Big Hill Trail (Yellowknife)


The trail is more of a route than a demarked trail, twisting through root-y trees, up over lichen covered boulders and down sheer sides, jutting sideways and over any place feet can safely be placed on this pre-Cambrian rock, among these northern trees.  The trail is unserviced but marked by community members, mostly with tape, an occasional cairn.


Everyone who marked it used different tape — yellow and pink trail tape, green painter’s tape, occasionally, white and blue stripes.  It’s the kind of trail where there is no just settling in and walking — after every marker, I have to lift my head and scan for the next marker.  In the 9 km or so I walk (far further than the estimated distance, maybe because of all my back and forths looking for the trail!), there are maybe two straight stretches of 50 m or so, both of these on boulders where the path was scraped by glaciers eons ago.

IMG_9777I hike alone, tempering my nervousness about the barely-there trail, the lack of map, with the reassurance that the trail is mentioned on the official visitors’ site for Yellowknife.  Just finding the starting point was a challenge, just a rough pullout off the highway about 23 km outside the city, the only sign that I’m in the right place a trailing pink piece of tape entering the forest.  I’m not sure why I was so determined to do this particular trail instead of the flat prospectors’ trail in the territorial park closer to the city, but I only have one day here, and I’ve never been to the Canadian North before, and I want to feel inside it, feel its bones and spine, just a little bit.

The first part of the hike is sunny, and I’m completely present, my feet moving nimbly over the roots, my scrambling up the boulders as graceful as that can be.  It’s not warm, and the geese feel it, honking in giant vees flying south overhead.  Their trajectory is partly how I know I’m going in the right direction.  They are the only noise I hear, and I’m completely alone on the trail, almost alone in the entire vast area I can see.


I come to a high point, flat boulders where I can see in every directions.  Trees, rocks, small lakes, darkening sky.  I meditate for a bit, bask quietly in the sun.  Gratitude practice.  When I stand up, I have the deep restfulness of waking after a good nap.


I walk and walk, just me and the rocks and the spindly trees and the clouds.  One scramble up, and the lake the hike is named after.  I sit on the edging rocks, eat an apple, look skeptically at the dark clouds that are appearing.


The only description I had of this trail called it a “hidden treasure” and a “6 km round trip trail.”  Somehow I had it in my head that it was a loop, so I spend about 15 minutes looking for the alternative entry.  I don’t find it, and as I start back the way I came, it starts to rain, first gently, then pouring.  The boulders become slick as the lichen gets wet, and the trail tape gets less jaunty.  I go off in the wrong direction several times, and at one point, lose track of the tape entirely.  Good lord, I’m lost in the northern woods, I mutter out loud.  Twice, I step into marsh I managed to bypass on the way out.  But I stay calm, and I backtrack, and every time, I find the trail again.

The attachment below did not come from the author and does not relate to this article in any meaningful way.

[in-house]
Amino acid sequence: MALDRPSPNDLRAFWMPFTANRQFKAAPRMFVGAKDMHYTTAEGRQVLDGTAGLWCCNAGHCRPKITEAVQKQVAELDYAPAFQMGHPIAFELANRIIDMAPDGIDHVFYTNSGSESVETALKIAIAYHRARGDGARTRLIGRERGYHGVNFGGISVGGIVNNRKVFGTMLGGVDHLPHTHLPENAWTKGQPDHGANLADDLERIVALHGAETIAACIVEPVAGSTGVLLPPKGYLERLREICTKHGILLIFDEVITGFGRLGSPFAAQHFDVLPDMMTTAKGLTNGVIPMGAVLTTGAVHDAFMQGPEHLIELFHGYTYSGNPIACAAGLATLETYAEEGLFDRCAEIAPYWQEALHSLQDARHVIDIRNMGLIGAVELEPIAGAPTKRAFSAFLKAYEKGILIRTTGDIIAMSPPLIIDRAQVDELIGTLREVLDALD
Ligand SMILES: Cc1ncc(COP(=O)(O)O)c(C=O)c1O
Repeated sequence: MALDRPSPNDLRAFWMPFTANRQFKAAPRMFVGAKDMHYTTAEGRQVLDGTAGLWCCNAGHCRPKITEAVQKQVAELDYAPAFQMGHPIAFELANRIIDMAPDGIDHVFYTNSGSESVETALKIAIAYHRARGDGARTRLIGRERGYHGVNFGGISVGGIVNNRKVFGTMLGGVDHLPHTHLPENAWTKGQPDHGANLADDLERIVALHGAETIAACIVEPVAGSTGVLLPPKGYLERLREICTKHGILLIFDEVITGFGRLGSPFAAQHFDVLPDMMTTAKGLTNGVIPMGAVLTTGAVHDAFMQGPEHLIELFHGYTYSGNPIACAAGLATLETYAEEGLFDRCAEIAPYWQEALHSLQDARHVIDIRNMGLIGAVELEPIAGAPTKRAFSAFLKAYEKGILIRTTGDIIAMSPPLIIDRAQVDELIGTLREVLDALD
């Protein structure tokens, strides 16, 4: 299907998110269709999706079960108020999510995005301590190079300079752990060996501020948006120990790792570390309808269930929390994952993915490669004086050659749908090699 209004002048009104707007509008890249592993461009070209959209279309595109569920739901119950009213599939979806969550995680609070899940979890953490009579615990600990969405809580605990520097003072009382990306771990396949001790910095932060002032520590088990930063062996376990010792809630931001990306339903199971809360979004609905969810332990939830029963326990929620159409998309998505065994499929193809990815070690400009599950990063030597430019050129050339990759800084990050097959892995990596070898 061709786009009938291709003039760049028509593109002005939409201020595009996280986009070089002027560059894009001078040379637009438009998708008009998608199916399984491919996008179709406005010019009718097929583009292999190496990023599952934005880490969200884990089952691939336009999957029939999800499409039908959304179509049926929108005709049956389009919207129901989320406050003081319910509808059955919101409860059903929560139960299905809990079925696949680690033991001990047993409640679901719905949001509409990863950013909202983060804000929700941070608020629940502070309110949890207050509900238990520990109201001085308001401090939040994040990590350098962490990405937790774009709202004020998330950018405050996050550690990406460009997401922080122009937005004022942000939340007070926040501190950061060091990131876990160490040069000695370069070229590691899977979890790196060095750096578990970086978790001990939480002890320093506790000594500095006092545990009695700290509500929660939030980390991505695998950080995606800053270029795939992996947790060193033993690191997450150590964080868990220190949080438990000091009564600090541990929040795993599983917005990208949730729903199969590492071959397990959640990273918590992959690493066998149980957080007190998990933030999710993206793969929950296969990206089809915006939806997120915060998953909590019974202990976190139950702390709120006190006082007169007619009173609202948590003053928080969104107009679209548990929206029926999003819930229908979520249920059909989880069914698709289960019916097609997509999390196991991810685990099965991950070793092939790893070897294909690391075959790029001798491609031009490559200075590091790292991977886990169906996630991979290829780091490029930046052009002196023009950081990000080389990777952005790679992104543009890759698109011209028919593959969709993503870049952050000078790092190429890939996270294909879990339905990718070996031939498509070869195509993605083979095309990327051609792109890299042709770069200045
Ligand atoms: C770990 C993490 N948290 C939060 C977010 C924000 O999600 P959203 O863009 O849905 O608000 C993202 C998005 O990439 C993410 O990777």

Winding my way back is less full of wonder.  It’s harder to find the markers in this direction for some reason, and the slippery rocks make me a little anxious.  I try not to think about the story I heard recently about someone’s friend canoeing on her own who broke her arm on a portage and had to wait 3 days before someone came along who could help her get out. (Who just told me that story?).  Mostly, I think about how a hiking trail , like everything else in the world, can be summed up in one terse sentence — unserviced 6 km round trip trail, beautiful view of small lake —  but walking it requires step-by-step presence, is a whole world in every moment, a world filled with the honk of geese, the slick of rain, wet shoes, the focused scan for the next marker — and brief elation and relief when it’s spotted, giving way immediately to scanning for the next, endless sweep of trees and jutting rock, low heavy cloud, the distant sound of occasional cars, slight ache of foot, an unexpected deep sigh, fogged glasses, planting every footstep with caution and certainty.  Here, now, where I find myself.




Tony [76?]

August 23rd was my dad’s birthday.  He would have been 76 this year, which is almost impossible to imagine — he died at 50.

I usually like to light a candle for him on his birthday and on the anniversary of his death.  I was traveling for work this week on Wednesday and was in Montreal.  After I left my meeting, before I went to the airport, I went into the Cathédrale Marie-Reine-du-Monde, the blatantly baroque revival basilica near the Gare Central.  I think it’s my favourite church in Canada — it’s so in your face — and I usually go in and light a candle when I’m in Montreal.

IMG_9663 There was a noon Mass happening when I crept in this time, and I was surprised at how many people were there.  I left my little wheely bag at the side and snuck up to far left of the altar.  I fed loonies noisily into the slot and lit a candle.  I stood for a few minutes thinking about the line of history stretching back from my dad, French Canadian and Irish, the catholic church in the centre.